Women all over the world use popular culture, especially fashion, to express themselves. What many women fail to realize, however, is just how much their clothing choices represent their culture. As much as the country doesn’t want to admit it, America is a patriarchy. Our country favors men and their dominance over women, and this can be particularly highlighted through college students’ dress practices. A recent TikTok trend has called out the patriarchic nonsense and given young women a platform to examine their fashion habits and put an end to dressing for the “male gaze.” The hashtag “male gaze” hit 211.5 million views on TikTok by October 28, 2021 and continues to gain more interest in college females.
The trend involves women first posting pictures of their old clothing choices and then comparing them to pictures of their new choices. The old pictures consist of women wearing clothing that shows off their body’s curves, which is meant to impress the “male gaze.” The clothing contains basic colors, low-cut tops, and tight jeans. The new pictures show clothing that is typically baggier and less revealing, which is meant to attract the “female gaze.” The clothing consists of patterns, mom jeans, and tops that don’t sculpt the body.
Many women on TikTok are stepping forward and suggesting that they never truly felt that they had a sense of style until they stopped dressing for the commonly sought-after validation from the male gaze. They point out that the male gaze is conditional and revolves around showing enough skin, whereas the female gaze is based on how clothing makes you feel rather than how you look.
I had never really considered the immense impact that my own culture had on my clothing choices until I got to college. After participating in the typical American college activities and seeing those around me, I soon grasped the concept of cultural identity through forms of popular culture. Most females that attend my university wear the same type of clothing. To parties, we wear tight and revealing clothing, trying everything possible to look sexy and fun. To athletic games, we wear tight jean shorts and crop tops, showing our curves and stomachs. On multiple occasions, I have found myself choosing to wear a specific outfit just to fit into the social norms, identities, and inclusion of college females.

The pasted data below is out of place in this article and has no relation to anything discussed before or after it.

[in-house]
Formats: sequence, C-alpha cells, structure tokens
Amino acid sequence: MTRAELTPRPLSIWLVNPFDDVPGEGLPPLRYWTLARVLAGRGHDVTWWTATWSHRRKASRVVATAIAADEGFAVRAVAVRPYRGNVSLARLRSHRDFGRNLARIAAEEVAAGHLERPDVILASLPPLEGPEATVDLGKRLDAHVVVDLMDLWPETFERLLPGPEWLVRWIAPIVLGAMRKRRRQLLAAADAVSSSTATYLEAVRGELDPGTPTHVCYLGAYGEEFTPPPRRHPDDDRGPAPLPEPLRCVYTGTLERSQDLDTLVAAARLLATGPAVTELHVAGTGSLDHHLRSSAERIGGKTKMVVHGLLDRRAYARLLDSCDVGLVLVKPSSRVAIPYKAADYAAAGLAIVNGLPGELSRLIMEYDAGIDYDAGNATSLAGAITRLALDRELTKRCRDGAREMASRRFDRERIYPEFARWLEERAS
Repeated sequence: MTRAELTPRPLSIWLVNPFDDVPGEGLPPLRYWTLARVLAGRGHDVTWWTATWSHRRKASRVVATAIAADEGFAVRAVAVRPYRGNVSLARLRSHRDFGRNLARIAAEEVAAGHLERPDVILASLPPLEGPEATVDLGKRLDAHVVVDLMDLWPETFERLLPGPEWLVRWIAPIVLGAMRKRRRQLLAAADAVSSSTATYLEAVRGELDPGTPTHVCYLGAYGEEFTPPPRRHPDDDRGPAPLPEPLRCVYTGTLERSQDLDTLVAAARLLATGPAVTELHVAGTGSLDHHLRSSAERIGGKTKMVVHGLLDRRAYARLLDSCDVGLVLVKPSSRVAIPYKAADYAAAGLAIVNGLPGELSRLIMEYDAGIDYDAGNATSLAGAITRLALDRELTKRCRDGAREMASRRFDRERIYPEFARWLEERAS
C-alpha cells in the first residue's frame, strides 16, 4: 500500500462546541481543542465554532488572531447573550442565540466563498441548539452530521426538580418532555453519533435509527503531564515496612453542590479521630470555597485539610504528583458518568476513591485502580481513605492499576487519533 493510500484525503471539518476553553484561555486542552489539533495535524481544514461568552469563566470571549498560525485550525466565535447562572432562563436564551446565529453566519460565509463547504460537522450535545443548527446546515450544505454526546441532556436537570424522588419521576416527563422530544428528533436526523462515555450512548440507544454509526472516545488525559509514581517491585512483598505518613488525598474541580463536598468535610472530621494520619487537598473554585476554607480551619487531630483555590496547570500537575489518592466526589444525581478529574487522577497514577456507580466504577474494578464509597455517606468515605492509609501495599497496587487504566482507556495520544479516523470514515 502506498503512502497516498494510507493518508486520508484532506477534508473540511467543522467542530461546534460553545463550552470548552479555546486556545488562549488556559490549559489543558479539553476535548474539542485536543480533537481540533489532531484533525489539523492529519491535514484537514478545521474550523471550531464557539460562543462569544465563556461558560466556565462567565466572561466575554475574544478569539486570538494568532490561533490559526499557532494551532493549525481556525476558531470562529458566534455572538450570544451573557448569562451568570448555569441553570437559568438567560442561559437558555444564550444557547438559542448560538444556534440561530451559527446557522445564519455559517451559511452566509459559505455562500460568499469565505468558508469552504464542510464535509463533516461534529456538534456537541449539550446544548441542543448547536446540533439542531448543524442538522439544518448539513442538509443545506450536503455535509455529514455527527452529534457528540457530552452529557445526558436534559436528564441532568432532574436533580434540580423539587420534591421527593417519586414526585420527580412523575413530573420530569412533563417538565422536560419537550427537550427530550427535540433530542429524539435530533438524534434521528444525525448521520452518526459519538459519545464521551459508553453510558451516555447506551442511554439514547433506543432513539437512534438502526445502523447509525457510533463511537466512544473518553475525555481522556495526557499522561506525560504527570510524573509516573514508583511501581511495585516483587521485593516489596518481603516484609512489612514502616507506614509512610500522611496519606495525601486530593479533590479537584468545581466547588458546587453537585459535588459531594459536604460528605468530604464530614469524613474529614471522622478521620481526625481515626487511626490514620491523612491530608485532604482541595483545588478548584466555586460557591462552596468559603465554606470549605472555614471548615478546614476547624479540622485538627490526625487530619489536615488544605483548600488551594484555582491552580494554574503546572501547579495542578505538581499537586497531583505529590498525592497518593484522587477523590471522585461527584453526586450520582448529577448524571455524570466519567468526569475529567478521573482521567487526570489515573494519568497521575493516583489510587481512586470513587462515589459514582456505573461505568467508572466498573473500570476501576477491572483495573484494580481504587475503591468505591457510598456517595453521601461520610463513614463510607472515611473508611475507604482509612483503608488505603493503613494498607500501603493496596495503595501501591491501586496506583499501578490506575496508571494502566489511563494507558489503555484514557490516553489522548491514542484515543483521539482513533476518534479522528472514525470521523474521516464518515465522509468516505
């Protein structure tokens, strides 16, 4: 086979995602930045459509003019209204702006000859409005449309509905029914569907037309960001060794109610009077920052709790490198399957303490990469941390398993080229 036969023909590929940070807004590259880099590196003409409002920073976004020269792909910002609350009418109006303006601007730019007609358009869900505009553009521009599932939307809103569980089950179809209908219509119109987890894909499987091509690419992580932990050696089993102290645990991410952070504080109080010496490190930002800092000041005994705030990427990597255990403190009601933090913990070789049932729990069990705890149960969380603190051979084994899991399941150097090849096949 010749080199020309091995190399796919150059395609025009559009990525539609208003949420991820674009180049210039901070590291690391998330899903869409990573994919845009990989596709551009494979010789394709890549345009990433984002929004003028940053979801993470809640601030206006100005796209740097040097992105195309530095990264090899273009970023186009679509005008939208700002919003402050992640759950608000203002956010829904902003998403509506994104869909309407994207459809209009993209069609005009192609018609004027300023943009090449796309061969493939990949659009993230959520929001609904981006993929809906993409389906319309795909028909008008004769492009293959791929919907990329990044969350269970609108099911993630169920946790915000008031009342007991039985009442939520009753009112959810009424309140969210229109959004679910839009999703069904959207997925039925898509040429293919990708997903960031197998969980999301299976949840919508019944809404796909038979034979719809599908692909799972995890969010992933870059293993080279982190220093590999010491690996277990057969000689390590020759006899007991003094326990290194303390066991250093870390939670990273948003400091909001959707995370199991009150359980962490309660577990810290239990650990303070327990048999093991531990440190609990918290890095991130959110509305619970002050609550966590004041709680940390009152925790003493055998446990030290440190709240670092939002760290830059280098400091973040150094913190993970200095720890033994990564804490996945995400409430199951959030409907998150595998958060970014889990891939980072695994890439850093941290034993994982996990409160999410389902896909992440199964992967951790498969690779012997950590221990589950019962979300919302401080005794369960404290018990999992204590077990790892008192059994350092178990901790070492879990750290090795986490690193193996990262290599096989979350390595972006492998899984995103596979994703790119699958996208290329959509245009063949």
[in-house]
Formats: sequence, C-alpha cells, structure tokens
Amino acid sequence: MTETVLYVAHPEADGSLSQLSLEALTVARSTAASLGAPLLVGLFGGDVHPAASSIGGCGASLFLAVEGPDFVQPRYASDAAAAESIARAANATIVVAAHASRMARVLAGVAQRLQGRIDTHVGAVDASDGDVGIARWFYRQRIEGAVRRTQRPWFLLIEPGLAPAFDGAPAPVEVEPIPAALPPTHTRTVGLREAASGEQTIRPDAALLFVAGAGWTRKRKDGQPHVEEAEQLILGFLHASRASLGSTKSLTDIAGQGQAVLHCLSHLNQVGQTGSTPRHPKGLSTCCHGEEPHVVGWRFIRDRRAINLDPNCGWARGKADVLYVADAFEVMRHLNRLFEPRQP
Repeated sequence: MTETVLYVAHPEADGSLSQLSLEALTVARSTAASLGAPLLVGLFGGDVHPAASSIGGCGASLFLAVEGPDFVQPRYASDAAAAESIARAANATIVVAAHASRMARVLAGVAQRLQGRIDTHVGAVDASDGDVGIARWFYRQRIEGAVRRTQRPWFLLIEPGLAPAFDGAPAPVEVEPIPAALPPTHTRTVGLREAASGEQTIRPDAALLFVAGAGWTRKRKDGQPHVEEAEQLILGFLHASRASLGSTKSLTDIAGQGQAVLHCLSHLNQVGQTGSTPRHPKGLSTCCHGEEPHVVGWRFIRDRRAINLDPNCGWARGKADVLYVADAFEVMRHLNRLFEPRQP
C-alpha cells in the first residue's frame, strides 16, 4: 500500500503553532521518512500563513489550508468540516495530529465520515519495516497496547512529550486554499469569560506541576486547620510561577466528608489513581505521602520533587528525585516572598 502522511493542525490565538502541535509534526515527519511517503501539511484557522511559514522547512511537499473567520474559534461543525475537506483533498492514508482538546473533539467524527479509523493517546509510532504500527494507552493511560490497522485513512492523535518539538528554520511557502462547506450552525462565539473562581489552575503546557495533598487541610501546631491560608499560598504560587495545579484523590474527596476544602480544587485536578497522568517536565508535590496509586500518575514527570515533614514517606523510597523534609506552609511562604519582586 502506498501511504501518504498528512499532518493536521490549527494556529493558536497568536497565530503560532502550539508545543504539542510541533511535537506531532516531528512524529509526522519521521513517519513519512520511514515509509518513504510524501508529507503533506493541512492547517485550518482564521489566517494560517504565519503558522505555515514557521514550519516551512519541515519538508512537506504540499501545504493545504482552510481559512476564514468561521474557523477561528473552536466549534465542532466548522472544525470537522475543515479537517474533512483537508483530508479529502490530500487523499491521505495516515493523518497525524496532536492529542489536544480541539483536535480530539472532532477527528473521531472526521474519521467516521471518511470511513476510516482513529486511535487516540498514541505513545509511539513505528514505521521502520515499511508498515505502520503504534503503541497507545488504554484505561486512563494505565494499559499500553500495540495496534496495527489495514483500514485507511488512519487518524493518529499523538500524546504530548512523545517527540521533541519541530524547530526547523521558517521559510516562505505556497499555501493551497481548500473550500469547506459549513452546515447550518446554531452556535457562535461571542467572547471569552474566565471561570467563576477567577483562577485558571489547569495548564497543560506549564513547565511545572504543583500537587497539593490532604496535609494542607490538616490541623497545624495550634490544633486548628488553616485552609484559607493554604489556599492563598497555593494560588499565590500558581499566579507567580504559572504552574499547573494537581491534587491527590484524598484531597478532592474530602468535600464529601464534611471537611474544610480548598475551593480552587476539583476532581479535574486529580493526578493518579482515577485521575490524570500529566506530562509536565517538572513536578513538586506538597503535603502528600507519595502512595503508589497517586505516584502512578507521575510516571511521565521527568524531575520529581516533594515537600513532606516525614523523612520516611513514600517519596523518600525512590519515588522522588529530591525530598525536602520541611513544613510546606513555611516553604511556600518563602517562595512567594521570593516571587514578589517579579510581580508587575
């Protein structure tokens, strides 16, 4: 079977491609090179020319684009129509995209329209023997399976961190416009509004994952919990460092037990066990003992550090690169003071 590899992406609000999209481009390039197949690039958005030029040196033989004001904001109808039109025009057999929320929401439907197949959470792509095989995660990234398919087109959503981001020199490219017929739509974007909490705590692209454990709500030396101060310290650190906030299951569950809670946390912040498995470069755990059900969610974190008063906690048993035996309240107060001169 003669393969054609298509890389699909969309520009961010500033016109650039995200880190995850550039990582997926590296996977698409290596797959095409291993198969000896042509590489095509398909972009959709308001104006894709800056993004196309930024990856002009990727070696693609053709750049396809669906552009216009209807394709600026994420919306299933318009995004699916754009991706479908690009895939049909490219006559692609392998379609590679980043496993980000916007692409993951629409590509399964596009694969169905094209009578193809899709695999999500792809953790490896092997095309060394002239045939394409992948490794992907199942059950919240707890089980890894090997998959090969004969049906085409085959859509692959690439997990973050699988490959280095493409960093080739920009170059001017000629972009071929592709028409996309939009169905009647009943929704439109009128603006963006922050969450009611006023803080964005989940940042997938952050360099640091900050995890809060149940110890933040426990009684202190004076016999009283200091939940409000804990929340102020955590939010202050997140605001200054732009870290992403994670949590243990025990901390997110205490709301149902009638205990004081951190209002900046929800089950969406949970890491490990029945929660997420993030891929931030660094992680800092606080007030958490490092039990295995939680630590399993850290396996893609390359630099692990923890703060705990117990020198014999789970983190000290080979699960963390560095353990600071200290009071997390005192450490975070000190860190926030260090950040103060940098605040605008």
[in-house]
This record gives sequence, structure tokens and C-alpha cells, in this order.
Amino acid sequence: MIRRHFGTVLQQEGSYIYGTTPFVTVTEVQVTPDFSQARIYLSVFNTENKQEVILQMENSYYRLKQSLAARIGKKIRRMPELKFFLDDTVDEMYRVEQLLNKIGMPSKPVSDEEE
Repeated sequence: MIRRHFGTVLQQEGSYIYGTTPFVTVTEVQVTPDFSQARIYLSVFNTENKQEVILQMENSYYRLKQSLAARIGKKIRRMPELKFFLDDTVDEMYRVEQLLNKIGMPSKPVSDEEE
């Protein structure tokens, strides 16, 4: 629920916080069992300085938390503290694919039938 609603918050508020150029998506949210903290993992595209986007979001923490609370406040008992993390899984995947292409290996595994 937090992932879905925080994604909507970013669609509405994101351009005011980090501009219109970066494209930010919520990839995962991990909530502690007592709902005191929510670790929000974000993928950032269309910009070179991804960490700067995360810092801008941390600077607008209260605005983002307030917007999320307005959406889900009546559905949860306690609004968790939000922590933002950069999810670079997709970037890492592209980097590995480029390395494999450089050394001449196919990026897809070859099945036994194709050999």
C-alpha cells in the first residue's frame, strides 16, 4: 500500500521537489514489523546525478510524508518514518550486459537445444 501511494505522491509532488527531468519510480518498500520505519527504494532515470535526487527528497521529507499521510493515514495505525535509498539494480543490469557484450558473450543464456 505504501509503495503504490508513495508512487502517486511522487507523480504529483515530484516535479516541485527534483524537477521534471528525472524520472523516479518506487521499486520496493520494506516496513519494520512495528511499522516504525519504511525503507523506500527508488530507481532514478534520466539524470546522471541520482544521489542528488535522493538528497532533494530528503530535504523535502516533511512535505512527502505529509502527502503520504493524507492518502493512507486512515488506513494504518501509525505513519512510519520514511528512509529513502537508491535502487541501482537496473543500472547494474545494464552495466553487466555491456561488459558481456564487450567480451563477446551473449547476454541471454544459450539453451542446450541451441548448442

Body politics also has emphasized the subordination of women in America. Young women are objectified. They unconsciously learn to read and assign meaning to their bodies based on signifiers and what our culture tells us they represent. Women should not be fat because that is labeled as ugly, but you shouldn’t be too skinny because people will think you have an eating disorder or a drug problem. Being muscular is too masculine but having too little muscle makes you look weak.
Society is to blame for all the objectivity. Our pathetic habit of seeking the male gaze and validation, social norms, and body politics has made young girls inferior to the male species from the very start. Even clothing stores and modeling agencies support the male gaze. Stores that I used to go for a collared shirt and plaid shorts to wear to middle school are now consumed with crop tops, short dresses, and tight jeans with holes in the upper thighs. Similarly, models must have a particular look to them and be as sexy and desirable as possible.
We have been okay with living in a society where women’s clothing is meant to be worn to represent women as sexual objects for the pleasure of heterosexual male viewers for entirely
too long. The TikTok trend is a small step in establishing a new standard in popular culture, and we should all be supporting it.